Telltale's creative comms head would 'love to do something' on Charlie Brooker's Black Mirror

"Charlie, if you're out there, we would, I would, love to do something on Black Mirror."

Telltale Games has been busy of late. In the last year alone, the Californian developer has wrapped up Minecraft: Story Mode's first season and has started on its second; it's launched its narrative slant on Batman and has this month debuted its Enemy Within chapter; and it's brought us a typically Telltale interpretation of Guardians of the Galaxy. 

Job Stauffer, the company's head of creative communications, even appeared on PC Gamer back in March after losing over 50 pounds playing a VR game. After catching up with Stauffer at Gamescom, he told us what he'd love to see Telltale tackle next: Charlie Brooker's Black Mirror anthology series. 

It should be pointed out that despite Stauffer's personal interest, his comments do not necessarily reflect Telltale's official position. To this end, Stauffer asked that I quote him in full so to ensure "perfect context" in relation to what he'd like to see Telltale approach next. 

"What would I personally like to see Telltale do? I'm really proud of the work that we've gotten to do over the years, and a lot of the surprises we have in store," he tells me. "But personally, and this isn't something that we're doing, I've been a big fan of Black Mirror and Charlie Brooker's work. [It's] a phenomenal, phenomenal series. It's a mind-blowing anthology with every season. 

"This is my personal take, please don't confuse this with something that we're actually doing, but Charlie, if you're out there, we would, I would, love to do something on Black Mirror."

Elsewhere in the conversation, Stauffer discussed the evolution of Telltale and how it now sees itself as a somewhat hybrid developer, positioned between games and television—something it reflects in its instantly recognisable interactive storytelling. I suggest to Stauffer that while Telltale boasts a strong following, some of the criticism levied at the developer points to its uniform mechanics, and how some players find its systems dated.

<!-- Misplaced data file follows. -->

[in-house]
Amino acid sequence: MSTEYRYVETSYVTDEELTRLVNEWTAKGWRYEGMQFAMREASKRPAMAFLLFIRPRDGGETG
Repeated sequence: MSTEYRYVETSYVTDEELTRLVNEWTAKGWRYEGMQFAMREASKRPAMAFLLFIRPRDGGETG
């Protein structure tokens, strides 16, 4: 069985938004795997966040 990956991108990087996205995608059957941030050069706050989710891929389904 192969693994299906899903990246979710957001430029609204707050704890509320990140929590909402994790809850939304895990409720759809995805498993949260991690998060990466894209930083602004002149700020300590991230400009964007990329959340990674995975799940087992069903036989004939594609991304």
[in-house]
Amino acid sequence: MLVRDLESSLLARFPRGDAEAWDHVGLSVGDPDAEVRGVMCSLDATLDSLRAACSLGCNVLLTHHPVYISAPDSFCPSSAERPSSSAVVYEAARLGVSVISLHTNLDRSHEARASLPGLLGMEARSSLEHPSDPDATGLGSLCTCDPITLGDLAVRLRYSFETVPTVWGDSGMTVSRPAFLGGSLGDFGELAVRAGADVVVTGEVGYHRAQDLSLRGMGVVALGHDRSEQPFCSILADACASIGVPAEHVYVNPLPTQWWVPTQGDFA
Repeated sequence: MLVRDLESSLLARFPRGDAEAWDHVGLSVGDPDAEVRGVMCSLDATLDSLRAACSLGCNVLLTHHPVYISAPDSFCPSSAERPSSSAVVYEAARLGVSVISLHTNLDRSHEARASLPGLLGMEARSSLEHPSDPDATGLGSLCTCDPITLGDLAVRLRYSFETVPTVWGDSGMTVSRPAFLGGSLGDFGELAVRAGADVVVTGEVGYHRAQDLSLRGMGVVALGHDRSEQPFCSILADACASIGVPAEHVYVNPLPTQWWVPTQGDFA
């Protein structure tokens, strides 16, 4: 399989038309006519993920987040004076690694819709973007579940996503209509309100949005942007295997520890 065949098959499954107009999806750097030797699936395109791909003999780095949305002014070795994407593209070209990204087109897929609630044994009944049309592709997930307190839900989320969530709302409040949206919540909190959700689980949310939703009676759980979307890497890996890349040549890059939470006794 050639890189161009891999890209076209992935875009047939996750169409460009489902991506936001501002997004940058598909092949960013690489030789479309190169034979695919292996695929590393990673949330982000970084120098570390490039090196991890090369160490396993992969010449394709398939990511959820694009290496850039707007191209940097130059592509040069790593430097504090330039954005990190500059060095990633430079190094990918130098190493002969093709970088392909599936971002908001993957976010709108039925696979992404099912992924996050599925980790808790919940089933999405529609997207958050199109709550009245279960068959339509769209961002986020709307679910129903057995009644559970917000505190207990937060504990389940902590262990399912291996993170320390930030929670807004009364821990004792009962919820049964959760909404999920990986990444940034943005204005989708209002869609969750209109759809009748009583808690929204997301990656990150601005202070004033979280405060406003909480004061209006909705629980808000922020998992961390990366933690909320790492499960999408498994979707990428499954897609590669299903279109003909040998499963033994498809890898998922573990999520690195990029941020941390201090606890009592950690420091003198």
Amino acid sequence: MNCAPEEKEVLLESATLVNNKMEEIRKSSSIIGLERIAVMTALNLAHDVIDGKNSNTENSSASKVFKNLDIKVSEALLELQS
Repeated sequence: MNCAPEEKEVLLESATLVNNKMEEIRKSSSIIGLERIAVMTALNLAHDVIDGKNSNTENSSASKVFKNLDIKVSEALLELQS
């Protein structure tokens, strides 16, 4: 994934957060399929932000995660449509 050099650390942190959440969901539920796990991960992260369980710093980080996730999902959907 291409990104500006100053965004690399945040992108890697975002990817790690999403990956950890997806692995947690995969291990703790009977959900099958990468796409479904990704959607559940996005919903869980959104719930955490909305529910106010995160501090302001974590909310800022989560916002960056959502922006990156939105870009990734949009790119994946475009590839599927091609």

He responds: "What has changed mechanically with content down in the language of cinema? What mechanically changes in television? What mechanically changes with film? Maybe special effects and CG, but really storytelling is storytelling. When you're telling different stories, you're making different movies and different TV shows. While we have a similar mechanic, we're telling different stories. Minecraft story mode is a vastly different game than The Wolf Among Us. It was similar mechanics and a similar format, but that familiarity is what makes things signature for Telltale. 

"Now, will our signature format continue to evolve, will it continue to change? Yes. Is it always going to be the same? Absolutely not. As a matter of fact, we're starting to see things change mechanically this year and we've got a strong commitment internally and creatively at the studio to push the format forward into 2018 with the final season of The Walking Dead, and with The Wolf Among Us. You're seeing some of that stuff changing right now with Batman and in particular Minecraft Story Mode season 2. [That] has some mechanics that we've never done in a Telltale game—there are boss battles in that game that almost feel like you're playing a Zelda boss fight. 

"There are things that we're experimenting with incrementally that, three to six months from now, episodes and event current series can implement things that we've never really been able to pull off in a Telltale game."  

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